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Wild buzz: Vultures of the murky depths

Visitors to the Chhatbir zoo can consider themselves lucky if they manage a glimpse of a giant turtle in the small lake.

punjab Updated: May 29, 2016 10:21 IST
Vikram Jit Singh
Vikram Jit Singh
Hindustan Times
Vultures,Gisele Bundchen,Chhatbir Zoo
The Indian softshell turtle rescued from Patiala’s Rajindera lake. (MC Zoological park, Chhatbir )

Visitors to the Chhatbir zoo can consider themselves lucky if they manage a glimpse of a giant turtle in the small lake. This is an Indian softshell turtle weighing 75-85 kg and was rehabilitated here after it created terror in Patiala’s Rajindera lake during a cleaning-up operation in 2014. Municipal workers, whose boat was rocked by this turtle, had stopped cleaning operations and complained that a crocodile was lurking in the dying lake! The turtle was brought to the zoo where it refused to eat all manner of delicacies offered such as fresh veggies, fish etc. The turtle was habituated to consumption of decaying food dumped by the Kali Mata mandir into Rajindera lake and was performing the role of nature’s scavenger for wetlands just as vultures cleanse carcasses. The zoo had to ward off pressure from animal rights activists led by Maneka Gandhi, who wanted the turtle sent back to Rajindera lake when that was not a feasible consideration. The turtle was eventually freed from its zoo cage and lives happily in the lake.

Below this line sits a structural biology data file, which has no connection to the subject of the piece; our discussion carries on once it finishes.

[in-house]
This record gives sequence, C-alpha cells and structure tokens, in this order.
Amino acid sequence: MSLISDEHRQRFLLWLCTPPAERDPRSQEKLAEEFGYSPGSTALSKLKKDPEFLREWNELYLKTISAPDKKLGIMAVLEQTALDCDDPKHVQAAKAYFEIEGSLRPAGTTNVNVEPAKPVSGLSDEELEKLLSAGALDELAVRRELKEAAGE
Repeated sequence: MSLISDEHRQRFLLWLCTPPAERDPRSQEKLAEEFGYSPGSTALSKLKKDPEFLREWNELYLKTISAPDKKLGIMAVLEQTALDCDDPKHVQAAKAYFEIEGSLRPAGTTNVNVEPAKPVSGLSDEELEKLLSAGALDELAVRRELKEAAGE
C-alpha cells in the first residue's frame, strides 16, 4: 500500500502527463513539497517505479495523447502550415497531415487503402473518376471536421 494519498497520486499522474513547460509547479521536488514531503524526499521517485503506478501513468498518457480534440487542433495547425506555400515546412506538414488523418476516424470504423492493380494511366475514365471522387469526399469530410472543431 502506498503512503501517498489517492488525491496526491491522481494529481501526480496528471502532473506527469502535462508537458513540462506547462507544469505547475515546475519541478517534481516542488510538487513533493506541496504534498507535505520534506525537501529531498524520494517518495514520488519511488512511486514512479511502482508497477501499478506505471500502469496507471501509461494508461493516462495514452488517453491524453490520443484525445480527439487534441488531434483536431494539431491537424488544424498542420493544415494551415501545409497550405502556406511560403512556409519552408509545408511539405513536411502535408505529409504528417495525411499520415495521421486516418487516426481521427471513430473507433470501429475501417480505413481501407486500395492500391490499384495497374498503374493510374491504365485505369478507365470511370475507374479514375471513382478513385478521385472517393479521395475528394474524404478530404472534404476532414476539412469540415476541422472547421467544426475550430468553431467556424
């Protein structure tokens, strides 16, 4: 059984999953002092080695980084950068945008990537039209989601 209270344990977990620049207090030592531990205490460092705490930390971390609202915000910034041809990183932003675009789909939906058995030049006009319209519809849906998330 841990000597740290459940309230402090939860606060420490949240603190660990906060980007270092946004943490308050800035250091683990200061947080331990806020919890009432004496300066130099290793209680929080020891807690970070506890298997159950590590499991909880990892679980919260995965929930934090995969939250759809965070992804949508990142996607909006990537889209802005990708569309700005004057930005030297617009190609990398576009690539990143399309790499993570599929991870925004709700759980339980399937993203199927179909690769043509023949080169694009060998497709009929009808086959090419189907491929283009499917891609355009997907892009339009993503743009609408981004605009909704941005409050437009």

May 23 is celebrated as ‘World Turtle Day’ (WTD). Turtles have existed for over 220 million years but human intervention has rendered them the most endangered group of vertebrates. A third of global turtle species could go extinct in our lifetimes.

I spoke to the India director of Turtle Survival Alliance (TSA), Dr Shailendra Singh—an award-winning conservationist—on how the goal of ‘zero extinctions’ could be achieved. TSA is in the vanguard of turtle conservation and Lucknow-based Dr Singh has conducted camps at Chhatbir to impart skills in captive management/rehabilitation.

Underlining the urgency of the threat, Brazilian supermodel Gisele Bündchen announced support on May 26 for a UN campaign, ‘Wild for Life’, to fight animal trafficking. She shared her commitment on an Instagram post featuring a picture of a sea turtle superimposed over her exquisite face. (@Gisele on Instagram )

‘’Protection of habitats is the key as river banks are being dredged, waters polluted and wetlands erased. Once habitats are saved, turtles will naturally thrive. As citizens, we must stop buying turtle pets as this fuels poaching. We have launched a campaign on WTD 2016 asking pet owners to surrender Indian or foreign/exotic turtles to zoos. Pet owners must not dump foreign turtles in wetlands because they pose a threat to native species. Indian turtles seized from poachers must be rehabilitated scientifically as we can’t release species anywhere. Recently, in Kolkata, 200 seized Star tortoises were released into the sea. They must have perished because the Star tortoise is a land-based species,’’ said Dr Singh.